Aussie writer/director David Michôd burst onto the scene in 2010 with Animal Kingdom, a sweeping family-crime drama set in Melbourne’s grimy criminal underbelly, which had all the critics lauding him as the greatest thing to come out of Australia since somebody convinced Wesley Snipes and Patrick Swayze to dress up in drag and drive across the Outback. That’s quite the legacy to live up to, and he gets very, very close to doing just that with his follow-up, The Rover. But while both films are definitely the type of filmography entries that most filmmakers would be proud of, they couldn’t be more different.
Based on a story idea from his Animal Kingdom star Joel Edgerton, Michôd’s sinewy sophomore effort is all grizzle and grit, so stripped down that you could easily think it atrophied, but powered along unerringly through mesmerizing performances and brutally efficient direction.
An opening title card – about as much exposition as the film’s spartan script is going to give you – informs us simply that this Australian Outback set post-apocalyptic exercise in broken human spirit and cloying dust takes place “10 years after the collapse”, before fading into the sunstroked image of Guy Pearce’s Eric sitting in the driver’s seat of his car, his face a study of hardening emotions as dead-man’s flies move in. Reaching some unknown resolve he exits his car and heads into a dirty, ramshackle bar of sorts to quench his thirst.
While inside, a group come barrelling up the road in a vehicle. Based on the blood, money and frenzied shouting, they’ve just been involved in some sort of criminal endeavour gone wrong. Their fortunes don’t improve when during a bout of in-car in-fighting, they lose control of their vehicle, crashing it. Still stuck in flight mode, the gang of supposed thieves spill out of their car and proceed to steal Eric’s solitary vehicle, tearing up the road to continue their getaway. The moment Eric realizes what has happened, you clearly see a mental line being crossed as he becomes a man possessed and sets after them in their own abandoned vehicle. There is nothing he won’t do to get his car back.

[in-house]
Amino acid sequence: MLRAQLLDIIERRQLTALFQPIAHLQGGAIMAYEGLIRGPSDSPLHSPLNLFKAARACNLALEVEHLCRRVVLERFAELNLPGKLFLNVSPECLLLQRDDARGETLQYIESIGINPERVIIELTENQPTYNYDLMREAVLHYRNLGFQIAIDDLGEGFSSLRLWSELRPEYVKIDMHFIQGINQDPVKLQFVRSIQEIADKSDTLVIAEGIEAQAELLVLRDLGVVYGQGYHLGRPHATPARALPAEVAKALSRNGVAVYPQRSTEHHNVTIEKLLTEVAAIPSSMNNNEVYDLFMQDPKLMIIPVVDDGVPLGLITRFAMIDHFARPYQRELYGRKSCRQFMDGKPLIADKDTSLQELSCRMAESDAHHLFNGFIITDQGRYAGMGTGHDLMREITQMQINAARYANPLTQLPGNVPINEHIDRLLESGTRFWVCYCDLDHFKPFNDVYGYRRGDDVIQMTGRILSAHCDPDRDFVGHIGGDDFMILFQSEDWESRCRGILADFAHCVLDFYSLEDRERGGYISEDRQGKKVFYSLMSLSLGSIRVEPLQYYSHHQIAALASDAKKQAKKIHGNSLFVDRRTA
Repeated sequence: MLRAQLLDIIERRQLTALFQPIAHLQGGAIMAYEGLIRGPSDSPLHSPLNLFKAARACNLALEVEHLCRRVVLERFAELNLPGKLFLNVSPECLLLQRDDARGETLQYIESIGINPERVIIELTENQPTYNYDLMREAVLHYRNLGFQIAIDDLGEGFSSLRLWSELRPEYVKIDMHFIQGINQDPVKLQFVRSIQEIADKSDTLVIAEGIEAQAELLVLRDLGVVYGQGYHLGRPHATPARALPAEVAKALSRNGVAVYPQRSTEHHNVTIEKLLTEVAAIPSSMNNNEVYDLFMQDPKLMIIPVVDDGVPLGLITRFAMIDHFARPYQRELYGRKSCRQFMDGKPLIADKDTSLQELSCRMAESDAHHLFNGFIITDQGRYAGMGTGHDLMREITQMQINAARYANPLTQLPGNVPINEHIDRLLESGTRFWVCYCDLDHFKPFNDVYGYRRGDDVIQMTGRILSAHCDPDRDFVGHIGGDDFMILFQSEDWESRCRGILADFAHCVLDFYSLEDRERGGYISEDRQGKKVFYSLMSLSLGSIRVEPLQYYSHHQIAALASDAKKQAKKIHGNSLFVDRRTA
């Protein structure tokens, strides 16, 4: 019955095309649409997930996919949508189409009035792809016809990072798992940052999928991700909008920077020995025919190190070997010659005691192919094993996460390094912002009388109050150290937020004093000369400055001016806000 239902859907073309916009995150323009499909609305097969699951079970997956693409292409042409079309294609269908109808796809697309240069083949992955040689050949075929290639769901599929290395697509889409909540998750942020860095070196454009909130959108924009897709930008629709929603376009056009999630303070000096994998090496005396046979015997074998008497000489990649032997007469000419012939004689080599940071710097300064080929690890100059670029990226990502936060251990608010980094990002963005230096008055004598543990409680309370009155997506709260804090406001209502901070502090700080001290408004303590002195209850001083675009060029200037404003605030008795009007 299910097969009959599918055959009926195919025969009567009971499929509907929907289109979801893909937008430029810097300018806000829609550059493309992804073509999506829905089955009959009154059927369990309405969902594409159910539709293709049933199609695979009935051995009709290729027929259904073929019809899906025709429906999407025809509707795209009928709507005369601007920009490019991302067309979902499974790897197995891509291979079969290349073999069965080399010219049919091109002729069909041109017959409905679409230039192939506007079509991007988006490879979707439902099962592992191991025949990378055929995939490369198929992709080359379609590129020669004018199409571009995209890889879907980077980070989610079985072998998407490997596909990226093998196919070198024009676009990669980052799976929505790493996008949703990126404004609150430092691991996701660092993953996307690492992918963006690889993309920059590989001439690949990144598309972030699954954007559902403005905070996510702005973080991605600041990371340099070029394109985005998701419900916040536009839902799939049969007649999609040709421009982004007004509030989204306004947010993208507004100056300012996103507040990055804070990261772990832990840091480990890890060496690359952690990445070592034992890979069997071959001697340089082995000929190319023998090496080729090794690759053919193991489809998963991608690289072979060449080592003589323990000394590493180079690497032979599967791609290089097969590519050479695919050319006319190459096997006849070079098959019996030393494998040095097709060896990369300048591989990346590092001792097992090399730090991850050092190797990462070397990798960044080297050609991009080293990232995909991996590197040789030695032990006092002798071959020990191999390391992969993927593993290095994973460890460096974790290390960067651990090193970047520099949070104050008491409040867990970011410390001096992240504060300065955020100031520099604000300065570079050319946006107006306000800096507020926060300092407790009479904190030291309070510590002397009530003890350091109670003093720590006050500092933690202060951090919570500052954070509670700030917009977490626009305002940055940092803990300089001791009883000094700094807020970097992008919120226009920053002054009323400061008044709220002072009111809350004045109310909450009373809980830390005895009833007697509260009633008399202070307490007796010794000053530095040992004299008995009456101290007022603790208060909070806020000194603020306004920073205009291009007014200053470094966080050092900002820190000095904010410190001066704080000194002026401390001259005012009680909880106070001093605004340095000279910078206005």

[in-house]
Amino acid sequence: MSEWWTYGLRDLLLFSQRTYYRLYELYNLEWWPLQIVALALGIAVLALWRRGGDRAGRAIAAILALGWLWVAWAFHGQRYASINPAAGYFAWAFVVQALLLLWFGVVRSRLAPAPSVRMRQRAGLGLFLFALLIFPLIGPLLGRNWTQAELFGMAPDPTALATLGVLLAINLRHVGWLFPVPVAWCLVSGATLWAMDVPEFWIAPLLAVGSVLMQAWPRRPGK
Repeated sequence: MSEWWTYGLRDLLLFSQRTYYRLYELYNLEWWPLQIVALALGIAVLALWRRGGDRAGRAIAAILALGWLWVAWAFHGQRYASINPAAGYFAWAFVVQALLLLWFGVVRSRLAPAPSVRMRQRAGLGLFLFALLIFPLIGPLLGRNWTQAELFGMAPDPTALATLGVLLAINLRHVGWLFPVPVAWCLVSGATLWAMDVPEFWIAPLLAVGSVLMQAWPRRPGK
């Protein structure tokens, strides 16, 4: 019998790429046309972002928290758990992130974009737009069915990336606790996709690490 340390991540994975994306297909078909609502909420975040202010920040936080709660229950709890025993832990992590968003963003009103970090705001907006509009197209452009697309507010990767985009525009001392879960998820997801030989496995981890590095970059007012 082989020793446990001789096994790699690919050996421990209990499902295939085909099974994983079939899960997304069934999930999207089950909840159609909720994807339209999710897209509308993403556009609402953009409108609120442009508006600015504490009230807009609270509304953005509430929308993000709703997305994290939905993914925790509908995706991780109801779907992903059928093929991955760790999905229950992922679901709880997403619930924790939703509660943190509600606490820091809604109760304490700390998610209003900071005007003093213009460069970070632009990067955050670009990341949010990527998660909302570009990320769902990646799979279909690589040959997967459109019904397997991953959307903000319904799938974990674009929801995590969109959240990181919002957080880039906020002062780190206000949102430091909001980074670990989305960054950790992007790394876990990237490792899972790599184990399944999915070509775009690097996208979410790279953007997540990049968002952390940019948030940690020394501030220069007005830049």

Along the way, Eric crosses paths with Rey (Robert Pattinson), the halfwit brother of Henry (Scoot McNairy), left behind to die at the scene of the original crime after being shot in the gut. Eric needs Rey alive to tell him where Henry is heading with his car, while Rey has some murky reasons of his own to reunite with his former comrades. And so the crazy, wild-eyed, blood splattered chase is on.
And there is plenty of blood splattered, wild-eyed craziness to be found here, as the duo run into gun running midgets, skin-crawling matriarchs and more in this burnt husk of a land where human society is just barely clinging on. This is a lawless world where life is cheap but basic amenities are expensive, and both can be taken away in the blink of an eye and the pull of a trigger.
But this is the type of Mad Maxian landscape we’ve seen before. What makes it makes it worth travelling again are the film’s two leads. As Rey, Pattinson is a revelation. Donning a lisping drawl and a permanently loopy expression, the ex-Twilight star is the very opposite of his former pin-up self. There’s a clear war of emotion and allegiance being waged behind those spacy eyes. The mega-popular vampire franchise may have turned Pattinson into a star, but this is where he turns into the talented actor we’ve long suspected him to be.
We’ve always known Pearce to be fantastic, and here he’s at the top of his game once again. His Eric is for the most part a cypher, a glacial, almost inhuman agent of violence, but with a roiling maelstrom of emotional desperation bubbling just beneath the surface, constantly threatening to boil over. Just why is he so obsessed with getting back his car? How is he so proficient at violence? Is this one transgression merely the final proverbial straw to break a good man living in a broken world, or is there something else at play? Michôd teases out the resolutions to these puzzles till the very end, but even then, there are no easy answers. Or in the case of the meaning behind the films title, virtually no answer at all. This may not sit well with some viewers who like their narratives neatly tied up, but that’s not the movie Michôd is making here.
Speaking of unanswered questions, there are a few plot holes that occasionally rear their heads, and while most of them are fairly minor, there is a big one surrounding the reason for Eric’s obsession with his car, and why he didn’t just explain this earlier to the gang. If he did though, we would not have got this movie, so I’m content with partially overlooking this one.
With its stripped down, taut pacing, and its harsh, almost eerie world courtesy of Michôd’s unflinching direction and a very sparse musical score and sound design, The Rover, is definitely not a film for fans of overblown pyrotechnics and big budget spectacle. If you like compelling, gripping acting and gritty filmmaking though, then you should definitely take a trip into this sunbaked near-future hell. Just bring some water, it’s rather pricey over here.
The Rover opens in theatres on Friday, 22 August 2014.
Last Updated: August 21, 2014